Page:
Break Someone of Something Meaning
Definition: To make someone discontinue a habit.
Origin of Break Someone of Something
This idiom originated around the early-1600s. One of the meanings of break is to suddenly stop something. It is likely that this meaning of break is related to the development of the idiom.
See here for a discussion of break and brake.
Examples of Break Someone of Something
In this conversation, two high-school students are talking about what to wear on the first day of school.
Lisa: So, do you know what you are going to wear on the first day of school? I just went shopping and found a few different outfits that I like.
Jackie: I hadn’t really thought about it. Probably just something comfortable like my old jeans and a plain white T-shirt.
Lisa: That is so boring! You should wear something exciting and new for the first day.
Jackie: Really? Does it matter?
Lisa: Of course it matters. I’m going to break you of wearing the same outfit year after year. You are getting too used to the same style. You need to try new things!
Jackie: Oh. I guess that’s true. I suppose I could get a few new clothes to update my wardrobe.
In the dialogue below, two friends are discussing how to quit smoking.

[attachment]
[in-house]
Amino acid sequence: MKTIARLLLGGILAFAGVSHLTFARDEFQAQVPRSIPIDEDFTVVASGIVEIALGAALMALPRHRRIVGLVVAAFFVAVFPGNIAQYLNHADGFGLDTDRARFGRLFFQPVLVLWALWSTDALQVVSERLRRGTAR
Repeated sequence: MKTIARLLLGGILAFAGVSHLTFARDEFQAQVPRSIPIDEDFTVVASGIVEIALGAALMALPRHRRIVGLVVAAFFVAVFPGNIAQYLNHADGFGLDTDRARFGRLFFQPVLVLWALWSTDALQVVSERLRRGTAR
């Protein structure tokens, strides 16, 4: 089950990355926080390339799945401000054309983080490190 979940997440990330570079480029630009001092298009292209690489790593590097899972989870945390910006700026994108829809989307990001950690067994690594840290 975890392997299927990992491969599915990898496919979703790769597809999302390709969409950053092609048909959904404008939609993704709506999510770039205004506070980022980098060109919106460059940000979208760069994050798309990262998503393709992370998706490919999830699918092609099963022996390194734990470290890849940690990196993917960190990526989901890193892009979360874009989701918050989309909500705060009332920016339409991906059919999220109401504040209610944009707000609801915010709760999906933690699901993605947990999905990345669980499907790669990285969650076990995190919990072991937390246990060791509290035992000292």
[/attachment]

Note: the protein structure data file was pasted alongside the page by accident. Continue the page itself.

Seth: Do you want a cigarette?
Jimmy: No thanks. I quit a few months ago.
Seth: Really? I know you had wanted to quit for a long time but were really struggling with it. What happened to finally break you of the habit?
Jimmy: I got an e-cigarette. It allowed me to slowly wean myself off the nicotine. You should try it! It could break you of your pack a day habit.
Seth: It would be nice to quit. Maybe I’ll try it.
This excerpt is about a man whose gun obsession led to becoming a hunter.
- He was fixated on guns as a child. He’d gaze, captivated, at the gun rack in his father’s office, until one day his father took him shooting in hopes it would break him of the infatuation. –LA Times
This excerpt is about a coach who kept using the same plays for his team over and over again.
- But he was using the same play calls from the time he began calling plays at Lambuth in 2008, carrying them with him as he traveled up the coaching ladder. It may be harder to break him of old habits. –USA Today
To break someone of something means to stop someone from doing something he or she accustomed to doing.